The Inscription on the ONE Ring

The inscription on the One Ring was in the ancient Black Speech. The Ring was born out of a plan Sauron devised to enslave the peoples of Middle-earth. He took on the form of a wise adviser, under the name Annatar, and offered great knowledge to the Elves. Many rejected him, but Celebrimbor and the Elves of Eregion accepted his offer, and he schooled them in the making of Rings of Power. At last, Annatar and the Elves made sixteen jewelled Rings that would in time become the Seven Rings of the Dwarves and the Nine Rings of Men.

Returning to the Land of Mordor, to the forges of Sammath Naur in the heart of Mount Doom, he began the secret making of another Ring. He filled it with his own power, malice nd desire to rule over all the other Rings of Power, and bind their wearers to his will. The Black Speech must have existed before II 1600, because the One Ring, which bears an inscription in this tongue, was forged on or about that date.

Our sole example of pure Black Speech, then, is the inscription on the Ring:

Ash nazg durbatulûk, ash nazg gimbatul,
ash nazg thrakatulûk agh burzum-ishi krimpatul.

"One Ring to rule them all, One Ring to find them,
One Ring to bring them all and in the Darkness bind them."

(LotR1/II ch. 2) Nazg is "ring", also seen in Nazgûl "Ring-wraith(s)". Ash is the number "one", agh is the conjuction "and", disturbingly similar to Scandinavian og, och. Burzum is "darkness", evidently incorporating the same element búrz, burz- "dark" as in Lugbúrz "Tower-dark", the Black Speech name that Sindarin Barad-dûr translates. Hence, the -um of burzum must be an abstract suffix like the "-ness" of the corresponding English word "darkness". Burzum has a suffix ishi "in". In the transcription it is separated from burzum by a hyphen, but there is nothing corresponding in the Tengwar inscription on the Ring, so this may be considered either a postposition or a locative ending. Though burzum-ishi is translated "in the darkness", there does not seem to be anything corresponding to the article "the", unless it is somehow incorporated in ishi. But the evidence is that the Black Speech does not mark the distinction between definite and indefinite nouns; see below.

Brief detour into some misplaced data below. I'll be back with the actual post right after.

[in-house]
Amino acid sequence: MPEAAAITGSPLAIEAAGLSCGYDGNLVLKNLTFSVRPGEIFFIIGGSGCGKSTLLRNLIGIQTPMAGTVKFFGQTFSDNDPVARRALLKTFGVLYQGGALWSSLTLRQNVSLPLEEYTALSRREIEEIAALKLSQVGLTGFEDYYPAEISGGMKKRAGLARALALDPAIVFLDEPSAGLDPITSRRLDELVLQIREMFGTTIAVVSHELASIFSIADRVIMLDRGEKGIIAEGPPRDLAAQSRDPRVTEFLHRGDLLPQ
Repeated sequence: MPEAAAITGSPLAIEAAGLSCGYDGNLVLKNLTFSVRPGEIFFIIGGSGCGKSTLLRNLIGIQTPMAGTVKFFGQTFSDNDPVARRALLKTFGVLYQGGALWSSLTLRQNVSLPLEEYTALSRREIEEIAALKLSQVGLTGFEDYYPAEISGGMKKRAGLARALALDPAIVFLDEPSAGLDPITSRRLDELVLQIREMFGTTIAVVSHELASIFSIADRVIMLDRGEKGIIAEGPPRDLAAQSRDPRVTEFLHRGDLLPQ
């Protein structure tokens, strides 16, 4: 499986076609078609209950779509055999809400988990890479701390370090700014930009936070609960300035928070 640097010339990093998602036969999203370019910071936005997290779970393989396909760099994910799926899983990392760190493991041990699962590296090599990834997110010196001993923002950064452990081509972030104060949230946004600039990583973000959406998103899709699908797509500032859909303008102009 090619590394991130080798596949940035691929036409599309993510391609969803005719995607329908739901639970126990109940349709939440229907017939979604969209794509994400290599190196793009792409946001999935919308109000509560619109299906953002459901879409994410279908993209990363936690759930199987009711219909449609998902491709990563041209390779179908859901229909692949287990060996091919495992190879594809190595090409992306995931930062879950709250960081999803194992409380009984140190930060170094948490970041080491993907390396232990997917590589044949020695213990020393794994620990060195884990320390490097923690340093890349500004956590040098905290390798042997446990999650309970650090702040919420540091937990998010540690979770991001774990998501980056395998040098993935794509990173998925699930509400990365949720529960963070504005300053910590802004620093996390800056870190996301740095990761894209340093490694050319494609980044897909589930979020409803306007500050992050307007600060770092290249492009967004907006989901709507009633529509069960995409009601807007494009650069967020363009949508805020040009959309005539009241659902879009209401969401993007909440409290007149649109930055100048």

In the word durbatulûk "to rule them all" the morphemes may be tentatively segmented as durb-at-ul-ûk "rule-to-them-all" (the alternative is durb-a-tul-ûk, but suffixes of the pattern vowel-consonant create a tidier system; remember that we are dealing with a constructed language). Similarly we have gimb-at-ul "find-to-them", thrak-at-ul-ûk "bring-to-them-all" and krimp-at-ul "bind-to-them". Verbs with the ending -at are translated by English infinitives: durbat, gimbat, thrakat, krimpat = "to rule, to find, to bring, to bind". Hence we may speak of verbs in -at as infinitives, though it may also be a specialized "intentive" form indicating purpose: The Ring was made in order to rule, find, bring and bind the other Rings of Power. The Black Speech does not only employ a suffix -ul to express "them", but also, and more remarkably, a suffix rather than a separate word to express "all": -ûk.

In the Forges of Mount Doom Sauron created the One Ring with an inscription in the Black Speech and so doing fashioned an artifact, that survived many ages of Middle-earth and left it's mark on the works of history, so that the Black Speech of Mordor will last many more ages of men.

Information in these pages is of our own invention or comes directly form the words of J.R.R Tolkien in the Lord of the Rings Appendices and
also from the Encyclopedia of Arda and Ardalambion, the Tongues of Arda.
One Ring to rule them all, One Ring to find them, One Ring to bring them all and in the Darkness bind them.
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